Kingsolver’s essays include those in High Tide in Tucson: Essays from Now or Never (1995), which present her thoughts on parenting, home ownership, cultural habits, travel, writing, and other topics. Following the national upheaval surrounding the September 11, 2001, terrorist attacks, Kingsolver was asked to edit previous essays and add new material to a volume that she would call Last Stand: America’s Virgin...
(The entire section is 399 words.)
Achievements (Critical Survey of Long Fiction, Fourth Edition)
Barbara Kingsolver has won many writing awards. In 1986, the Arizona Press Club presented her with its feature-writing award. She received American Library Association awards in 1989 for The Bean Trees and in 1990 for Homeland. She also won the Edward Abbey Ecofiction Award (1990) for Animal Dreams and the prestigious PEN Western Fiction Award (1991). In 1993 and 1994, she received a Los Angeles Times Book Award and Mountain and Plains Booksellers Association Award for Pigs in Heaven. She also received an Enoch Pratt Library Youth Book Award for The Bean Trees. In 1995, she received an honorary doctorate from De Pauw University.
Other awards honor Kingsolver’s writings on ecology. In 2003, she won the Earth Day Award from the Kentucky Environmental Quality Commission for her works on timely environmental issues. In 2002, she was honored by Physicians for Social Responsibility and received the Frank Waters Award for her writings on the Southwest. Also in 2002, she was on the PEN/USA advisory board to evaluate the work of contemporary American authors. True to her activist principles, she founded the Bellwether Prize, given in support of new authors writing literature of social change.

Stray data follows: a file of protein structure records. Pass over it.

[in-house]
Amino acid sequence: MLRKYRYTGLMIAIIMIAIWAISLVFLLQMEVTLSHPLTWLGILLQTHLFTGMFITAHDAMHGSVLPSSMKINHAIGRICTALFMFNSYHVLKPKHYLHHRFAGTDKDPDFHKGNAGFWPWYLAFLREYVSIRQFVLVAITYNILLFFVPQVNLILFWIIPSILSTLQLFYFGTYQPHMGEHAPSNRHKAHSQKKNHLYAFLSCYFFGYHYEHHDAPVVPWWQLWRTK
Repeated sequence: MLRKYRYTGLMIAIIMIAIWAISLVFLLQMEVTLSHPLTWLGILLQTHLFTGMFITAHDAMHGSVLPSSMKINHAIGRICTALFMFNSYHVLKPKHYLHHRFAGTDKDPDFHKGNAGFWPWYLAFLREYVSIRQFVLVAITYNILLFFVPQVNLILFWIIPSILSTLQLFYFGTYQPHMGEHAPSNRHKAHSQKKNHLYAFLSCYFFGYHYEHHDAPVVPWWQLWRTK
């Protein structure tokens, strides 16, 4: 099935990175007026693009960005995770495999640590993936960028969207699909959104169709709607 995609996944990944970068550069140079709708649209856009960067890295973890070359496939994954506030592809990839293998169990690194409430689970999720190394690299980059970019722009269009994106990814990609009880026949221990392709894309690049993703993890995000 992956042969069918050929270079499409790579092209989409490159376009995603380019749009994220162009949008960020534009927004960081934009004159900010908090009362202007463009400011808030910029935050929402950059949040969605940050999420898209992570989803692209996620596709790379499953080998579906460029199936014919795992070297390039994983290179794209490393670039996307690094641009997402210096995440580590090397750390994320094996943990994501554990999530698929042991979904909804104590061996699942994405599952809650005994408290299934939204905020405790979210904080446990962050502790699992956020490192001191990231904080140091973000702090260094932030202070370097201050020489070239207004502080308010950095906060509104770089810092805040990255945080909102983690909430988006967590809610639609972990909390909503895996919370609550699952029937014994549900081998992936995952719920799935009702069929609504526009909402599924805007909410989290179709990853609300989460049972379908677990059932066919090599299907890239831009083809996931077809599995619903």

(The entire section is 184 words.)
Bibliography (Magill's Survey of American Literature, Revised Edition)
Aay, Henry. “Environmental Themes in Ecofiction: In the Center of the Nation and Animal Dreams.” Journal of Cultural Geography 14 (Spring, 1994). Aay’s comparative study of Kingsolver’s novel and In the Center of the Nation (1991) by Dan O’Brien is one of the few scholarly discussions of Kingsolver’s work.
Cincotti, Joseph A. “Intimate Revelations.” The New York Times Book Review, September 2, 1990, 2.
DeMarr, Mary Jean. Barbara Kingsolver: A Critical Companion. Westport, Conn.: Greenwood Press, 1999. A good overview of Kingsolver’s work, emphasizing her eco-feminism.
Draper, James P. “Barbara Kingsolver.” In Contemporary Literary Criticism: Yearbook 1993. Vol. 81. Detroit: Gale Research, 1994. A collection of critical views of Kingsolver’s work.
Epstein, Robin. “Barbara Kingsolver.” Progressive 60 (February, 1996): 33-38. An informative interview with Kingsolver; Kingsolver believes that most readers do not think that her writing is overly political; she feels that she has a responsibility to discuss her beliefs with the public.
Fleischner, Jennifer, ed. A Reader’s Guide to the Fiction of Barbara Kingsolver: “The Bean Trees,” “Homeland and Other Stories,” “Animal Dreams,”...
(The entire section is 407 words.)